Tuesday, June 24, 2014

Staff Picks

The Invention of Wings by Sue Monk Kidd

reviewed by two staff members

In the spirit of The Secret Life of Bees, Kidd follows the story of a woman coming of age.  This time the subject is slavery and subsequently abolition, told through the experiences of Sarah Grimke.  What Kidd doesn't reveal until the Afterword is that Sarah and her sister were flesh and blood Southern elite, living in Charleston, SC.  Read the Afterword first and appreciate the historical context of the novel.

Vanessa Behler
Human Resources Representative

Sarah Grimke was an abolitionist, writer and feminist in the early 19th century. This fictional book was inspired by an important woman's life and the lives of the slaves her family owned in Charleston, South Carolina. "Handful" Grimke is given to Sarah as a gift on her 11th birthday to be her handmaid. Sarah and Handful develop a very complex relationship over 35 years, as they each try to find their place in the world. Even though this is a very intense subject, the book is a quick read and I enjoyed it.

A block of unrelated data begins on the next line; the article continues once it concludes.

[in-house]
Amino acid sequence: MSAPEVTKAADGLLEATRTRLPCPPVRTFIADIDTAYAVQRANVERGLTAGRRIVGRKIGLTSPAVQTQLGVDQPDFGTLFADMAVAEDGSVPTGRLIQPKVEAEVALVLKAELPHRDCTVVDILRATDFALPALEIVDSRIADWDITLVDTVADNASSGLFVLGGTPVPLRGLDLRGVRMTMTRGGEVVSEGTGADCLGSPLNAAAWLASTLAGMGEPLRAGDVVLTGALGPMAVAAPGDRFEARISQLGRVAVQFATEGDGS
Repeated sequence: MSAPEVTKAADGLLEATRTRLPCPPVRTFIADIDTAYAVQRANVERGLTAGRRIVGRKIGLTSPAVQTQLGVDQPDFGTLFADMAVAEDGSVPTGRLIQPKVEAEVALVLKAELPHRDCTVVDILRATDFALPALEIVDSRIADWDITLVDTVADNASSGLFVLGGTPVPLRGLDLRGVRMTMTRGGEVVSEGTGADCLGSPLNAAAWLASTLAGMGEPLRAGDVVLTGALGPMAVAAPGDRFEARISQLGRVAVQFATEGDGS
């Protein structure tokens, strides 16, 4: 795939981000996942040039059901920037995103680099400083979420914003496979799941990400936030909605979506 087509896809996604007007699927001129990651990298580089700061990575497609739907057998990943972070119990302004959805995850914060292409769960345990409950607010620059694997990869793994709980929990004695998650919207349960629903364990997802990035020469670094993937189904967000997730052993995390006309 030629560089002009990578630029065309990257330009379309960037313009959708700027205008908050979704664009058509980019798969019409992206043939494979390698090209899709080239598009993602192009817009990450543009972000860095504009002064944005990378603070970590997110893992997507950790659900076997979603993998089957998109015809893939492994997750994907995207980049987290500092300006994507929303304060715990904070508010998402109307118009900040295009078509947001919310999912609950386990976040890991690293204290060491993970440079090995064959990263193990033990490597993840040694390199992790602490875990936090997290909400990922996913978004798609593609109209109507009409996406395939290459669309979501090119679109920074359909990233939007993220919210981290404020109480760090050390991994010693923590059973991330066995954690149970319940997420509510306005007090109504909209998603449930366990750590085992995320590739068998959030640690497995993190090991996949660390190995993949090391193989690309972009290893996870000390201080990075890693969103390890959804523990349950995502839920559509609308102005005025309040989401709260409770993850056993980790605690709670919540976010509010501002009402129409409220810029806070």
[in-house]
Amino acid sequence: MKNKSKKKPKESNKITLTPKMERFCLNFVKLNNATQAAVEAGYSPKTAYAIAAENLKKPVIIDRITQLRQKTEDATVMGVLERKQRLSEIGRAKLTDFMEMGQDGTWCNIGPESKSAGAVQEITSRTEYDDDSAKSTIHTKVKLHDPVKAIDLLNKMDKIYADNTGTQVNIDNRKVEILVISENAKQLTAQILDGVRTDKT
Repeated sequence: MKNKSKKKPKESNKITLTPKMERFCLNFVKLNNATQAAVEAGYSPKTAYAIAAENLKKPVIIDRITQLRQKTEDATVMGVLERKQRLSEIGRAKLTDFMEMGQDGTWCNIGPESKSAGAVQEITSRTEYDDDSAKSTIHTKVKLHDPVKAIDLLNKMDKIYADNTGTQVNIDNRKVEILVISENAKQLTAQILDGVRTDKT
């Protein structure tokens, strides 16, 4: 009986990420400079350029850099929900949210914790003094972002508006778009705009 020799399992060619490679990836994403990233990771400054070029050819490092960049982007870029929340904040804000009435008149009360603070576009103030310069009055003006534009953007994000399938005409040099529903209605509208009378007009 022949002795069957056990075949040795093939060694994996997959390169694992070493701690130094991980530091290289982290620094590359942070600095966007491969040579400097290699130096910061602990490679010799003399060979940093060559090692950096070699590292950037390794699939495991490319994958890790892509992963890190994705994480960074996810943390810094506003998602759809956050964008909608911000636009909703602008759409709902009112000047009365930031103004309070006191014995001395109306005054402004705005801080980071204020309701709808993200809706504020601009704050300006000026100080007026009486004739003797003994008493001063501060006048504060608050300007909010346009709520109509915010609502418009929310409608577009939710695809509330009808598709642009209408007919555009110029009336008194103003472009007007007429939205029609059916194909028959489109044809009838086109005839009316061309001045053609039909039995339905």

Jill Wagner
Information Specialist